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Where's the outrage?

Discussion in 'Anything goes' started by slappy4428, May 23, 2007.

  1. slappy4428

    slappy4428 Active Member

    This time last year, Gas prices were higher than ever (or close), Congress held hearings, consumers were furious and eventually gas prices went down to a two-year low at... election time. . After seeing gas prices around here higher than they were during Katrina, there's a steady murmur and nothing's changed...
    I did get an email today asking people not to patronize exxon-mobil, figurring if their profits go down, they'll drop gas prices and others will follow suit...

    fuckbuncha elected officials. Not running for office for 18 months so there's no outrage.. please, let your constituents continue to take it in the ass....
    rant over...
     
  2. Platyrhynchos

    Platyrhynchos Active Member

    I remember when gas first hit $2 per gallon. The scanner was filled with traffic regarding gas skips.
    Now, not a peep.
    I'm pissed. I scrimp and save and do what I can. Then I talk to a guy I've known for years. He is the owner of a company his dad handed down to him. ::) Of course, he had to purchase it, but still, it's a lucrative company and he was first on the list of buyers.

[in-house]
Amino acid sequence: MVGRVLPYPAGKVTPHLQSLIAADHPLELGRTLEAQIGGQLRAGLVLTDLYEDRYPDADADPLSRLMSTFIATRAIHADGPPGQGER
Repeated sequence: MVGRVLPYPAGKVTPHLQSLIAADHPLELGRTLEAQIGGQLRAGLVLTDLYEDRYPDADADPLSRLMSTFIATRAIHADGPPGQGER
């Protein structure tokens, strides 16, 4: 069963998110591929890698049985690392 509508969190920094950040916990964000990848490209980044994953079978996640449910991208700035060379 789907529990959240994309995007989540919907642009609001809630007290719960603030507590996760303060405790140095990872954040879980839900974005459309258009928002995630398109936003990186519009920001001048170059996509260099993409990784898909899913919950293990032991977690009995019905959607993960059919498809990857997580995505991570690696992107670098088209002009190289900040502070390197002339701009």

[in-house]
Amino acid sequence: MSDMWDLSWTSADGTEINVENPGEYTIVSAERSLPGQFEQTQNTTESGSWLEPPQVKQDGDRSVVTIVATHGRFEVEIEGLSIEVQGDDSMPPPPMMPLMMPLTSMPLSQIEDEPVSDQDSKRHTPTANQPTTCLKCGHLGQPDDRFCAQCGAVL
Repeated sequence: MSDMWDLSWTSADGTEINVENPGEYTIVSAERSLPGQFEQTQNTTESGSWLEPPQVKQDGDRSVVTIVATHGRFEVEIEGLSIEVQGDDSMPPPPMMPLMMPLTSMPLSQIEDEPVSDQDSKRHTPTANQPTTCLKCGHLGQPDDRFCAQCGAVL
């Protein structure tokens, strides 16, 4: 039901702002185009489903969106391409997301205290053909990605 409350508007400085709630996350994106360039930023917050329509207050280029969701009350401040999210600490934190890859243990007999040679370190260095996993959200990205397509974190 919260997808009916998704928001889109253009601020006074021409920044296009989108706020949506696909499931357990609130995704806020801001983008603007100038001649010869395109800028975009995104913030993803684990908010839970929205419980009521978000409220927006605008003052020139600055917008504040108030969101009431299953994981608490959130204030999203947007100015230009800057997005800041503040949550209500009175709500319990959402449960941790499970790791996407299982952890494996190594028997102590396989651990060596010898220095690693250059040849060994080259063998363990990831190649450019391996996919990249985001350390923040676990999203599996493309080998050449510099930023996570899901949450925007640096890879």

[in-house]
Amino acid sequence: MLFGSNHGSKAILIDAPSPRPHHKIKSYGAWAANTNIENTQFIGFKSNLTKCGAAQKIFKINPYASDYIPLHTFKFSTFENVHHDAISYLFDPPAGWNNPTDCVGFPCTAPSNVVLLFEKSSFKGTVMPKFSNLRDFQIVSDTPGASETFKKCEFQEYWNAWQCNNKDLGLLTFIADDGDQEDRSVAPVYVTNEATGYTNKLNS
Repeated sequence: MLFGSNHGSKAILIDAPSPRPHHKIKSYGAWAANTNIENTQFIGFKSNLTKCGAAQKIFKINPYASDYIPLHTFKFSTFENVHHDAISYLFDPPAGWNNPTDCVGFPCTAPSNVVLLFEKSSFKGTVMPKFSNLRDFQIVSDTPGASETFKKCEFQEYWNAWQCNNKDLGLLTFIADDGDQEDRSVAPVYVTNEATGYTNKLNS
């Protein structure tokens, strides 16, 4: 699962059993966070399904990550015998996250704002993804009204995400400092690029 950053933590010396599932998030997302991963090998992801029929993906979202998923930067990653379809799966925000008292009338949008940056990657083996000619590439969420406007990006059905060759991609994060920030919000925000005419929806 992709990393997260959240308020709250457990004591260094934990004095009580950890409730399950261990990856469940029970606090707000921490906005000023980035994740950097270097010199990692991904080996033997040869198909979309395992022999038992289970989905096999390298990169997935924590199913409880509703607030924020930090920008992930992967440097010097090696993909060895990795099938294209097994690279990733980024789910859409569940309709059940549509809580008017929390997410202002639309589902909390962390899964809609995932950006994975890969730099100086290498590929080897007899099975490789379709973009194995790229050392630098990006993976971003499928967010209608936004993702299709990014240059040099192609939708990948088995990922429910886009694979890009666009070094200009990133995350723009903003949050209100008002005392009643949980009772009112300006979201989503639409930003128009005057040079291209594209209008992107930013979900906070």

Anyway, this guy built a huge home out in the country. Owns a couple of big-assed vehicles. His attitude?
    “I'm a consumer. I consume things.”
    Money is no object.
    Well, of FUCKING course it isn't an object. You have a boat load of it. I and others are living in abject poverty, pinching every penny, not consuming fuel because we're told if we don't use it the price will go down. Supply and demand thing. Then, you go raise the demand because you can afford to fill up any time you please because you are a “consumer.”
    I don't begrudge him and his family all their stuff. I don't. I realize I could get a second job and thus get more income. But, my tired ass works too much as it is.
    And Slappy, fuel prices continued their decline well after elections — into early or mid-January, I think.
     
  3. zeke12

    zeke12 Guest

    I'm too busy hating fat people to get too upset, but I'll see if I can brew up some righteous indignation for you.

    Or, maybe it's a case of, if you take it in the ass long enough, it stops hurting so much.
     
  4. Dirk Legume

    Dirk Legume Active Member

    Slappster,

    You are right. An unqualified right. Everything you say is correct. We need an election every week to keep prices down.

    As to the missing hue and cry, they have beaten us down. Sure, gas prices are falsely high...because the oil companies can.